medieval, law, legal history, trials, religious history
Trials by ordeal in the Middle Ages prove to be some of the most complex secular trials in all of history. Both trial by fire, and trial by water looked to call God's judgment into play, hoping that He would make the decisions of guilt or innocence. God is all-knowing. He is all-powerful. Therefore He has all of the relevant information to determine the fates of those who go through the ordeals. Despite this, the theologians in the medieval Church looked to lessen clerical involvement in the ordeals. In 1215, the Fourth Lateran Council met, and the ordeals ceased to exist. Even though they were secular, the ordeals could not survive without the help of priests. Why is it that the theologians so desperately wanted to end the use of the ordeals in Europe?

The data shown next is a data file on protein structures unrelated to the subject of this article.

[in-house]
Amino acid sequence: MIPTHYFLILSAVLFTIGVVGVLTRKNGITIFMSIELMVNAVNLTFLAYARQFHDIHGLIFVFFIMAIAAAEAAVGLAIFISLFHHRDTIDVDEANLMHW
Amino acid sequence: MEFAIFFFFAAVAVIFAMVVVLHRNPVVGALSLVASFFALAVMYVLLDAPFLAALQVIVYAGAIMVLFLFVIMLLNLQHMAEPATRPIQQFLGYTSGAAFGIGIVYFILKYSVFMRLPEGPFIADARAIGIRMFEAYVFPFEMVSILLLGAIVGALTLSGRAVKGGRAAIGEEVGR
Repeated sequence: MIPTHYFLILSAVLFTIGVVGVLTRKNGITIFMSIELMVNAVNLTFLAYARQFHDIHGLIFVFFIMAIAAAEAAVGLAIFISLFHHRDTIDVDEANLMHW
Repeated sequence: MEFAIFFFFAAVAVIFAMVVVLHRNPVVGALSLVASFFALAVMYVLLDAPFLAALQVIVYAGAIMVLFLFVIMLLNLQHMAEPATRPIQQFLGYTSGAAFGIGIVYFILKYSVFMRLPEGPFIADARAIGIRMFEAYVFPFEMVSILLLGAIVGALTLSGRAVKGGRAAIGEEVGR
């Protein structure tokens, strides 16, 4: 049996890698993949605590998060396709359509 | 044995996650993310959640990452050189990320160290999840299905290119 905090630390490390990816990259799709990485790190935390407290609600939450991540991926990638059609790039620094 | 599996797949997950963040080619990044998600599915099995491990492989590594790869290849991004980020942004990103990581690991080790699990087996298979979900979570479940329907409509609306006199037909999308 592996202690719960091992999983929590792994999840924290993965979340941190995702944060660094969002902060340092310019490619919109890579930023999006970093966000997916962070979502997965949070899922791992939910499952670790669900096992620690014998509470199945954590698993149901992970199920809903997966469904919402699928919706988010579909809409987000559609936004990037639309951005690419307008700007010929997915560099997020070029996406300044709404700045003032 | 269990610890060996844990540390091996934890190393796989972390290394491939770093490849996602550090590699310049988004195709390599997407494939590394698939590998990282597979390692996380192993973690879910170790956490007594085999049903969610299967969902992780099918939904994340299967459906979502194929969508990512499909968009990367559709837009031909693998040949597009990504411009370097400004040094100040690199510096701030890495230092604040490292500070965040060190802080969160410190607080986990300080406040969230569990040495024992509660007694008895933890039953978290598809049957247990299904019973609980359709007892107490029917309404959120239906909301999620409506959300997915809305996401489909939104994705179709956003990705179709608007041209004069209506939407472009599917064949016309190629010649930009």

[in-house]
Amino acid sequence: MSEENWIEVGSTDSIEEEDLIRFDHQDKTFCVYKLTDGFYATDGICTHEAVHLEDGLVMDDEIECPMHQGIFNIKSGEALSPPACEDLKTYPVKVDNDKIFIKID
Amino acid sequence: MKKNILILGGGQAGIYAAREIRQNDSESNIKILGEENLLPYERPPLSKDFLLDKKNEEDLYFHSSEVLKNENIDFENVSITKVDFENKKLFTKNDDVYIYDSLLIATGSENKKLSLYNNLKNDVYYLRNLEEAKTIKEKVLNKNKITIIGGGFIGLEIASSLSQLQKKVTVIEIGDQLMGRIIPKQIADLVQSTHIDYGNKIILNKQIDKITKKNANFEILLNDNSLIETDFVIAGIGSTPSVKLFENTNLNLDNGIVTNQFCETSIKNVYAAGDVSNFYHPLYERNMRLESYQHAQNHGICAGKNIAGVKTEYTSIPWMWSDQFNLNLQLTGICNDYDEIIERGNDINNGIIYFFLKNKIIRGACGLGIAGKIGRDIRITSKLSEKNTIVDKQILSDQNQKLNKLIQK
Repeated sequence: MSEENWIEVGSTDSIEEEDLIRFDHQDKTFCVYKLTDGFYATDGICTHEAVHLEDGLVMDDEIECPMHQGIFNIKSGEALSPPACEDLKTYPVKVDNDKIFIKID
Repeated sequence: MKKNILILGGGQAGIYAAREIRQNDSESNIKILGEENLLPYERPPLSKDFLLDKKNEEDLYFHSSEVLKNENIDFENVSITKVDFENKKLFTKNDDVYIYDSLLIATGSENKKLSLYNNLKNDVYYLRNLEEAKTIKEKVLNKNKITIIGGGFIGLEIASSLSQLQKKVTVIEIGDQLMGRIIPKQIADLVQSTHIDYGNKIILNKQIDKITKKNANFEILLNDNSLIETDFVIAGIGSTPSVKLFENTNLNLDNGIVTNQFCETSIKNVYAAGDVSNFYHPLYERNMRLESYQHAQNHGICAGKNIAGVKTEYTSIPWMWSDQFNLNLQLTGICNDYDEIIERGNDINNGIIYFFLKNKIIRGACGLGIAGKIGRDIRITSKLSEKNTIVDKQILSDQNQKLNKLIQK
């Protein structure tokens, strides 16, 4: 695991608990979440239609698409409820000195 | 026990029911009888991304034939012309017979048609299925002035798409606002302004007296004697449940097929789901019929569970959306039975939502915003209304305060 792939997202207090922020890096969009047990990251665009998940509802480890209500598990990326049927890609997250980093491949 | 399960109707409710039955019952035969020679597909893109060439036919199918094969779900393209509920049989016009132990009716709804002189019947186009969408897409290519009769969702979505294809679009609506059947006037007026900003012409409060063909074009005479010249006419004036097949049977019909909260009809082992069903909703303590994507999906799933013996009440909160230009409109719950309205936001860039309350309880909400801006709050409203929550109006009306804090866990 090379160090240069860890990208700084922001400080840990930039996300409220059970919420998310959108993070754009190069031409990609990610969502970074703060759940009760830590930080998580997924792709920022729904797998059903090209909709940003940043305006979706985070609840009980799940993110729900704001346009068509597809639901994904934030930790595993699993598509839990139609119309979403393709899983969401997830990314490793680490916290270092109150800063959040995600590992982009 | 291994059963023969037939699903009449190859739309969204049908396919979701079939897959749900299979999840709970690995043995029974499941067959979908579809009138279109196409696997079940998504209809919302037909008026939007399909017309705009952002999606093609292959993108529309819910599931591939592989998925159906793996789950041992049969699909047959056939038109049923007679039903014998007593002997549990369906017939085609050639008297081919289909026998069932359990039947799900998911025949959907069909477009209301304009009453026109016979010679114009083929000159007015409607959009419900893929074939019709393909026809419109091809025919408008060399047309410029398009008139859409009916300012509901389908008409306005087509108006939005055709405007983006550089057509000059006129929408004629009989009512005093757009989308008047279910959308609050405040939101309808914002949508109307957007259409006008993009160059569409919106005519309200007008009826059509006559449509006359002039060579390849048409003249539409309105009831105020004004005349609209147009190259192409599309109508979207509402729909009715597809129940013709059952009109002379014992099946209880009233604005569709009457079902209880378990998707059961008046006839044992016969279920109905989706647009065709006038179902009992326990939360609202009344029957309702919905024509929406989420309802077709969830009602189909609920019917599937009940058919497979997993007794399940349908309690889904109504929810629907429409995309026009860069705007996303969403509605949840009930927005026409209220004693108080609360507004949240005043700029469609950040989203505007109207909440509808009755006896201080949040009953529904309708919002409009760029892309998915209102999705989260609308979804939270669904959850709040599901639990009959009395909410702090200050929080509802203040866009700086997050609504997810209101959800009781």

Larson, Aaron (2021) "Playing with Fire: The Medieval Judicial Ordeals and their Downfall," Swarthmore Undergraduate History Journal: 2 (2), 53-78. 10.24968/2693-244X.2.2.3 https://works.swarthmore.edu/suhj/vol2/iss2/3